Mylan says its acquisition of Agila puts the generics company in a “leading position” in the injectables market.
During a conference call announcing end-of year results, Mylan said it had come to a definitive agreement to acquire Agila Specialities from Strides Arcolab for $1.6bn (€1.23bn), moving the generic pharmaceuticals firm further into the injectables manufacturing sector.
CEO Heather Bresch told shareholders the acquisition brings Mylan “one of the most diversified, highest quality and state-of-the-art injectables manufacturing bases in the industry” and that it would grow product capacity over 50 times “overnight.”
Mylan President Rajiv Malik added that the acquisition “helps to fill significant gaps in our injectables business in terms of contracting capacity and technical capabilities” and is part of the company’s strategy to become one of the top three injectables providers.
The deal brings more than 300 filings to Mylan’s assets including 61 abbreviated new drug applications (ANDAs) approved by the FDA (US Food and Drug Administration). As for facilities, Agila comes complete with nine manufacturing plants - six in India, two in Brazil and one in Poland - of which eight have approval from the FDA.
The acquisition is Mylan's third in the market following its purchase of Merck KGaA's generic injectables division in 2007 and the 2010 takeover of Ireland's Bioniche . Furthermore, Mylan has more recently collaborated with Biocon in a long-term deal over a number of biosimilars.
Shortage of Injectables
According to Bresch, one of the main drivers for the deal was that 80% of drug shortages in the US were down to sterile injectables.
Recent lapses in injectable manufacturing quality include Hospira – which forced to recall a number of injections following constant FDA re-inspections - and at Boehringer Ingelheim owned CMO Ben Venue , which recently received a consent decree following 18 months of turmoil at its manufacturing facility.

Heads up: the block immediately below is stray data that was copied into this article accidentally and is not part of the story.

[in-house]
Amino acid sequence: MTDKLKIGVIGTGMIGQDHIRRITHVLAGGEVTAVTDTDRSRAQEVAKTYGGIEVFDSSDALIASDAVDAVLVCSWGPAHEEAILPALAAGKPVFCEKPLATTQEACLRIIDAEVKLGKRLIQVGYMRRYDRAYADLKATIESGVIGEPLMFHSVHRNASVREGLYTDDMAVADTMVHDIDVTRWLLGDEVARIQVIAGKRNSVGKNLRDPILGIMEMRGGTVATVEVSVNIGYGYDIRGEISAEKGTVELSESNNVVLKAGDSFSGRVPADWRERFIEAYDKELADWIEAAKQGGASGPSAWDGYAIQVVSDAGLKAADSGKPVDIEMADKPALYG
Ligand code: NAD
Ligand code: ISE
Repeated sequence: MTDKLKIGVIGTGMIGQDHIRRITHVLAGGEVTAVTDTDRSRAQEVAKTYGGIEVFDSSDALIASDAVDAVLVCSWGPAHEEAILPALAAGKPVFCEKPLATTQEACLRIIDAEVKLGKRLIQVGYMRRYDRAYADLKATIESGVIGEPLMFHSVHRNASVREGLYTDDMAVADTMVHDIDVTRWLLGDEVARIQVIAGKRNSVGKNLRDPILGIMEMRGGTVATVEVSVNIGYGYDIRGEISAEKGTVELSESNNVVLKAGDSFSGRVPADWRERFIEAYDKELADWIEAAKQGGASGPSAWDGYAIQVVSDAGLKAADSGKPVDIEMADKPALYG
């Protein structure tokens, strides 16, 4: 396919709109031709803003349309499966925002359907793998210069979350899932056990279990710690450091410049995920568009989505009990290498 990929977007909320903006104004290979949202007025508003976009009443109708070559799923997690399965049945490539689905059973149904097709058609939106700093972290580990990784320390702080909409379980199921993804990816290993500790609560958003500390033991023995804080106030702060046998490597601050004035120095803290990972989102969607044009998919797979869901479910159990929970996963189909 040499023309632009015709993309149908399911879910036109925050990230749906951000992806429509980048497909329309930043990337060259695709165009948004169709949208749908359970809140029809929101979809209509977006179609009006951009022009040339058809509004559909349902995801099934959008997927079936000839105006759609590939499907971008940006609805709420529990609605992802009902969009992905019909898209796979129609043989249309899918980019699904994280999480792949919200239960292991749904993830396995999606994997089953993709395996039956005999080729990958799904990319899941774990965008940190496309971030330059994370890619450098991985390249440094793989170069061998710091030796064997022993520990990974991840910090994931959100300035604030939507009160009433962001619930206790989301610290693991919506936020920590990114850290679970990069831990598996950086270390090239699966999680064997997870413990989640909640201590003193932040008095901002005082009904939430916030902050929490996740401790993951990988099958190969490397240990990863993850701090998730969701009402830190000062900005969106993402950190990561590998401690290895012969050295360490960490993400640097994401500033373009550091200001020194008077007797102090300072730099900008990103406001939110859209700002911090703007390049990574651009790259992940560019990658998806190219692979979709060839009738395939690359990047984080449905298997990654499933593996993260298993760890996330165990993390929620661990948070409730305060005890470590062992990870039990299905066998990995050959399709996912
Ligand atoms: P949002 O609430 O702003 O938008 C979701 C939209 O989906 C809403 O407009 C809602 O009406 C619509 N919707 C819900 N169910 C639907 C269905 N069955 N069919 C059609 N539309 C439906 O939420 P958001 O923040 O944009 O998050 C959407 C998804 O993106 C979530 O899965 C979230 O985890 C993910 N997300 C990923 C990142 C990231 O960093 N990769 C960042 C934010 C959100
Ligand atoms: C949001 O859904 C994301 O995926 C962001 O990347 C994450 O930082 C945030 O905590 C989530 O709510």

“Over 45% of the drug shortages have been attributed to these quality and manufacturing issues,” Bresch said, adding there is “an opportunity for someone to step in with quality, reliable supply.”
She continued: “Now more than ever, leadership is needed in this very important space as some current market leaders are experiencing significant quality issues, resulting in supply disruptions and product shortages.”
Other players who have entered the injectables market recently include Scinopharm , who has invested in upping its capacity to manufacture cancer drugs and GlaxoSmithKline who, earlier this year, signed a joint venture to develop a new paediatric vaccine with Indian developer Biological E.
However, according to Bresch, interest from “other large players in this arena… will come and go and have their volatility” as Mylan takes the opportunity to “establish a leadership position” in the injectables market.
Malik added: “With the injectables market expected to grow at a compound annual growth rate of 13% from 2011 to 2017, outpacing most other dosage forms, addressing these gaps was strategically important.”
Agila currently receives over 40% of its revenue from the US market and presently has contract manufacturing deals with Pfizer, Sagent, Aspen and Apotex.
However the majority of Agila’s production is unpartnered and focused in increasingly important new markets such as Brazil which, according to Malik, contributes 25% of Agila’s current revenue and gives Mylan an instant gateway into Latin America.